Sixteen miles from Grand Canyon's south rim, a cone-shaped butte rises like a lone sentinel 1,000 feet above the Coconino Plateau floor. Thousands of tourists rush past on Arizona Highway 64 without giving it another thought, yet this humble little hill testifies to a remarkable past.
Red Butte is composed of flat-lying shales of the Moenkopi Formation, overlain by Shinarump Conglomerate of the Chinle Formation. Continuous exposures of these two formations are not found for tens of miles around, yet they occur here. These strata sit on a foundation of flat-lying and resistant Kaibab Limestone, the rim rock for most of Grand Canyon and surface of the Coconino Plateau. A basalt (lava) flow tops the butte, protecting the softer layers below from erosion. Lava ordinarily flows downhill, so how did it get on top? Answer: it flowed onto a surface that was once 1,000 feet higher than the present Coconino Plateau! Strata of the Moenkopi, Chinle, and perhaps other formations were stripped away by erosion. Red Butte stands as the most prominent vestige of this once continuous layer.
The butte's shale slopes tell another story. These shales belong to the Moenkopi Formation, a stratum that can be traced across parts of Wyoming, Utah, Colorado, and New Mexico. Lateral equivalents of the Moenkopi may extend to Connecticut, England, Germany, Spain, and Bulgaria.1 Fossil plants, crinoids, brachiopods, gastropods, bivalves, ammonoids, nautiloids, arthropods, fish, reptiles, and labyrinthodont amphibians have been recovered from Moenkopi strata in the Grand Canyon region.2 To explain this odd assortment of terrestrial and marine taxa, and the persistence of the strata, geologists envision for western North America "a broad, continental plain that was periodically flooded by an ocean."3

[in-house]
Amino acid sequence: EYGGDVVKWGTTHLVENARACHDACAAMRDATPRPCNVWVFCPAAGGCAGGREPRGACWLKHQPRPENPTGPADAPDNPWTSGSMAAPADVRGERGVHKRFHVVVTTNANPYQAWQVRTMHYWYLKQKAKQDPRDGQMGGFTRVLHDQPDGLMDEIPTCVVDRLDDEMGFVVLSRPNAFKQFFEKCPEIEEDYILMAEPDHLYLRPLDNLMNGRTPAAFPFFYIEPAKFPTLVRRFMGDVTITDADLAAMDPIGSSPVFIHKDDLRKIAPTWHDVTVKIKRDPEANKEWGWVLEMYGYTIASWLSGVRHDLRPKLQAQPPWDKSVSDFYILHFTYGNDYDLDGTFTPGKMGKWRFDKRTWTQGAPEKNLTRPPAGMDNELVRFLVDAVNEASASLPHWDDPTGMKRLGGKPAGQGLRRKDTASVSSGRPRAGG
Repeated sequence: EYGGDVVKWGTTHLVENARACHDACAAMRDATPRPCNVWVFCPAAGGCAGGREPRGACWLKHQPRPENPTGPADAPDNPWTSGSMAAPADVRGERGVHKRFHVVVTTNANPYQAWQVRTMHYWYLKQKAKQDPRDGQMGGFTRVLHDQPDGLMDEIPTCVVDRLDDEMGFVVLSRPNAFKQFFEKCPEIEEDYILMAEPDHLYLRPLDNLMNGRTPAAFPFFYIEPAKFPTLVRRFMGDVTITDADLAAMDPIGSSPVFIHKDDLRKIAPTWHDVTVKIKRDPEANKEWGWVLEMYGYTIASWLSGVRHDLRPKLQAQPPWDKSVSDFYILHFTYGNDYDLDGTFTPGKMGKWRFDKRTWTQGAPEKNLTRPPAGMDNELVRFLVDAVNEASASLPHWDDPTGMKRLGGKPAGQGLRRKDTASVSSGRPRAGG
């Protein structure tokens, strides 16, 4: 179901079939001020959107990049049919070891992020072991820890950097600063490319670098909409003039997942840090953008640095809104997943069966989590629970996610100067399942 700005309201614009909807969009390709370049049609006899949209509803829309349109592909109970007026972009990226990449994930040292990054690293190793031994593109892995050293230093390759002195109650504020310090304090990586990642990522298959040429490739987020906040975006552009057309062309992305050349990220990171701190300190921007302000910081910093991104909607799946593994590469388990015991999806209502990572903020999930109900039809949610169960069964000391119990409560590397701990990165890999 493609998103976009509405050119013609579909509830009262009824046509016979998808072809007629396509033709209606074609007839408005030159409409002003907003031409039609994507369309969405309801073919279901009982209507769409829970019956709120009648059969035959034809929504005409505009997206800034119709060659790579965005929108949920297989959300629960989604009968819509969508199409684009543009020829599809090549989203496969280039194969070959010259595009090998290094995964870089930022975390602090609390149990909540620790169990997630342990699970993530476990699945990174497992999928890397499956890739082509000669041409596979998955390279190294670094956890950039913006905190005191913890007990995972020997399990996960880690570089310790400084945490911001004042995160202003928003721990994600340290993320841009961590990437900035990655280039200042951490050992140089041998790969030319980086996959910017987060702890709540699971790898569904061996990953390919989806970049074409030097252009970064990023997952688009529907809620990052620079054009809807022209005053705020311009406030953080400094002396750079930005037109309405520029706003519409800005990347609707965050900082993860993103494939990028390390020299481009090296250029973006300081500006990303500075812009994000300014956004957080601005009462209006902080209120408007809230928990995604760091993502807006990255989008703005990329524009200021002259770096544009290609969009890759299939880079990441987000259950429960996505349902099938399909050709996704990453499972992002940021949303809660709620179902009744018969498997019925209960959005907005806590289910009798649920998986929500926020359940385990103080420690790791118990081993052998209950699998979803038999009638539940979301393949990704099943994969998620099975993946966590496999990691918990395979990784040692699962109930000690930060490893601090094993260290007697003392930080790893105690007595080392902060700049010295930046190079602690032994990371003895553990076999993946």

A global Flood may provide the framework for a more credible depositional model. During the Flood, sediment-choked waters deposited 1,200 meters of flat-lying "Grand Canyon strata" and around 4,000 meters of Mesozoic strata (seen today atop Utah's Grand Staircase to the north, and Arizona's Black Mesa to the east). The unique vertical movements in the earth's crust during the Flood's retreat4 uplifted the region, and an enormous quantity of soft sediment was removed from its top--a volume far greater than that excavated from Grand Canyon proper.5 Red Butte is a tiny remnant from this vast erosion. When the strata gained sufficient internal strength to stand as near-vertical walls, Grand Canyon itself was incised into the plateau.
Deposition and erosion on such scales boggle the mind, yet they unquestionably took place. This humble little butte challenges geologists to think big. Perhaps this is why the Grand Canyon region fits so well with a global Flood model of earth history.6
- Ager, D. 1993. The Nature of the Stratigraphical Record, Third Edition. New York: John Wiley & Sons.
- Doelling, H. et al. 2000. Geology of Grand Staircase-Escalante National Monument, Utah. In Sprinkel, D.A. et al (eds.), Geology of Utah's Parks and Monuments, Utah Geological Association Publication 28. Salt Lake City: Utah Geological Association, 189-231.
- Anderson, P.B. et al. 2000. Geology of Glen Canyon National Recreation Area, Utah-Arizona. Ibid, 301-335.
- "At thy rebuke [the waters] fled….They go up by the mountains; they go down by the valleys unto the place which thou hast founded for them" (Psalm 104:7-8). The Hebrew text suggests vertical movements in the earth's crust whereby the mountains went up and the valleys went down, allowing the Flood waters to retreat.
- Mesozoic strata are conspicuously or nearly absent for an estimated 9,000 square kilometers around Grand Canyon, though they are present to thicknesses in excess of 4 kilometers in the adjacent Grand Staircase and Black Mesa regions. Erosion is estimated to have removed 36,000 cubic kilometers, dwarfing the approximately 4,000 cubic kilometers excavated from Grand Canyon (see Steven A. Austin's book Grand Canyon: Monument to Catastrophe, available at www.icr.org/store).
- A tour of the Grand Canyon region will be conducted by ICR scientists April 11 to 20, 2008.
* Mr. Hoesch is Research Assistant in Geology.
Cite this article: Hoesch, W. 2008. Red Butte: Remnant of the Flood. Acts & Facts. 37 (3): 14.